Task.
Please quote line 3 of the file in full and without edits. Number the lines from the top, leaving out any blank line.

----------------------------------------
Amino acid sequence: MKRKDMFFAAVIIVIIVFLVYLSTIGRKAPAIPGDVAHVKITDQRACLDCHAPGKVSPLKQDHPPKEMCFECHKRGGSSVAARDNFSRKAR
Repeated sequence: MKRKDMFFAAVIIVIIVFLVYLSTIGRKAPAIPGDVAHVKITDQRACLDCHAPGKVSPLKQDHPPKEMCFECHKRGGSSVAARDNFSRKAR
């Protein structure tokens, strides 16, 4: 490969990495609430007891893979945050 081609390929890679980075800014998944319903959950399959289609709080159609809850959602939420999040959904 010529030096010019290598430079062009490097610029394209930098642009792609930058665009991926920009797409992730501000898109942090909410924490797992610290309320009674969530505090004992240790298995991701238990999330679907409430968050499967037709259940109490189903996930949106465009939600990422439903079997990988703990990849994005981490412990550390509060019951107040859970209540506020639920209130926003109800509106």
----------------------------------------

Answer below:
């Protein structure tokens, strides 16, 4: 490969990495609430007891893979945050 081609390929890679980075800014998944319903959950399959289609709080159609809850959602939420999040959904 010529030096010019290598430079062009490097610029394209930098642009792609930058665009991926920009797409992730501000898109942090909410924490797992610290309320009674969530505090004992240790298995991701238990999330679907409430968050499967037709259940109490189903996930949106465009939600990422439903079997990988703990990849994005981490412990550390509060019951107040859970209540506020639920209130926003109800509106």